Evening Night Glow events include a coordinated effort for all the balloons light up at once. Image Credit: NASA / Patrick Rogers

Evening Night Glow events include a coordinated effort for all the balloons light up at once. Image Credit: NASA / Patrick Rogers

When the skies fill with hot air balloons at the 44th annual Albuquerque International Balloon Fiesta in New Mexico from October 3 to 11, NASA will be there when they fly.

While the agency doesn’t have its own hot air balloon, the NASA exhibit will include a number of items of interest to aviation enthusiasts.

“This exhibit shows the public the many exciting things NASA’s working on right now that will benefit them in the very near future in aeronautics, technology, earth science and beyond,” said Tony Springer, acting director of the Integration and Management Office at NASA’s Aeronautics Research Mission Directorate.

For example, a Joby Aviation of Santa Cruz, California, motor and propeller from a 31-foot-span, carbon-composite wing section called the Hybrid-Electric Integrated Systems Testbed will be on display. The research, which could lead to improved aircraft efficiency, safety, noise reduction and environmental and economic benefits, was conducted at several California locations earlier this year.

The wing and motor section, with system integration and instrumentation by Empirical Systems Aerospace of Pismo Beach, California, was mounted to a specially modified truck. The research looked at the motors and wing performance as the truck traveled at speeds of up to 80 mph to simulate flight conditions. NASA’s Langley Research Center in Hampton, Virginia, and NASA Armstrong partnered in 2014 to plan this work.

Under NASA’s Transformative Aeronautics Concepts program, development will begin later this year on a piloted experimental aircraft, or X-plane. The wings and engines will be removed from an Italian-built Tecnam P2006T and replaced with enhanced wings and motors. Using an existing airframe will allow engineers to compare the performance of the X-plane with the original aircraft. It will fly from Armstrong, where some of the previous tests were completed.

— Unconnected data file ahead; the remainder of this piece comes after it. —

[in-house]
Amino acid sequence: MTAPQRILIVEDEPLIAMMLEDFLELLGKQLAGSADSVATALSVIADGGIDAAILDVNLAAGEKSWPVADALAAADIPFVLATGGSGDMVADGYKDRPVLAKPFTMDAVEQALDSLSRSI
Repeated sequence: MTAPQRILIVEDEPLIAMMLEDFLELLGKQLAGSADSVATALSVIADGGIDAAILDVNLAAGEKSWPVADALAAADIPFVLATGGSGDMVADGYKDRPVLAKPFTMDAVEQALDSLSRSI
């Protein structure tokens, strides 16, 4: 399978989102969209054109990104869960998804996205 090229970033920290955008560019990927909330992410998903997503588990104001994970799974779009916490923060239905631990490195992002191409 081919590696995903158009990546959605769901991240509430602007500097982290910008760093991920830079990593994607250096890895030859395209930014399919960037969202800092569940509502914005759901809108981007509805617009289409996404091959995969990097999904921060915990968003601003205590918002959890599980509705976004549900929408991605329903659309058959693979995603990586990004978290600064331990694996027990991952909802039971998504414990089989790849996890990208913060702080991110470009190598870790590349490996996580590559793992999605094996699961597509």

Another attraction will be the exhibit on NASA’s scientific ballooning program, which offers near-space access above 99.5 percent of the Earth’s atmosphere for payloads weighing up to 8,000 pounds.

At the entrance of the NASA exhibit is a favorite of young visitors – the half-scale, inflatable model of a NASA F/A-18 research and mission support aircraft.

The exhibit will include a more than six-foot wide scientific balloon model that will be inflated to help illustrate how the flight vehicle works. The exhibit also will have personnel and materials to explain the differences between scientific and hot air balloons and the scientific experiments supported in technology investigations. NASA’s Balloon Program Office, based at NASA’s Wallops Flight Facility in Wallops Island, Virginia, manages the scientific balloon flights for the agency.

The exhibit includes a display of future aviation concepts and examples of how NASA aeronautics technology is “with you when you fly.” NASA is currently testing and integrating a number of new technologies designed to reduce aircraft noise and emissions, maximize fuel efficiency and improve air-traffic management.

The NASA exhibit attracts a number of visitors. Image Credit: NASA / Jay Levine

The NASA exhibit attracts a number of visitors. Image Credit: NASA / Jay Levine

NASA’s aeronautics efforts are conducted at four field centers across the nation: Ames Research Center at Moffett Field, California; Glenn Research Center in Cleveland; Langley; and Armstrong.

Other aspects of NASA’s exhibit at the balloon fiesta include:

  • Former NASA astronaut Mike Mullane, a veteran of two space shuttle missions, offers a view from above at two presentations. He is scheduled to speak about the Space Shuttle Program and life as an astronaut Saturday, Oct. 10 at 8:30 a.m. and 10 a.m. MDT at the 7-Eleven Balloon Discovery Center.

  • The National Advisory Committee for Aeronautics, the precursor to NASA, marked 100 years since its inception in 1915. An NACA timeline celebrates some of the agency’s milestones.

  • Former NASA Armstrong aerospace engineering technician Jim Sokolik will demonstrate a high-altitude pressure suit used by pilots of the retired Mach 3 SR-71 and the high-altitude ER-2 Earth resources aircraft.

  • A tabletop pressure chamber will explain the requirements for high-altitude pressure suits with water boiling at low temperatures and marshmallow Peeps expanding and contracting.

  • An F-15 cockpit simulator gives visitors the chance to picture themselves in the pilot’s seat of the high-performance jet.

  • A no-cost photo kiosk allows visitors to take a picture in a virtual environment that places them in a spacesuit on the moon or Mars.

  • NASA Armstrong is lead for the agency’s exhibit at the balloon fiesta.

    Space Traveler Magazine © 2014 Frontier Theme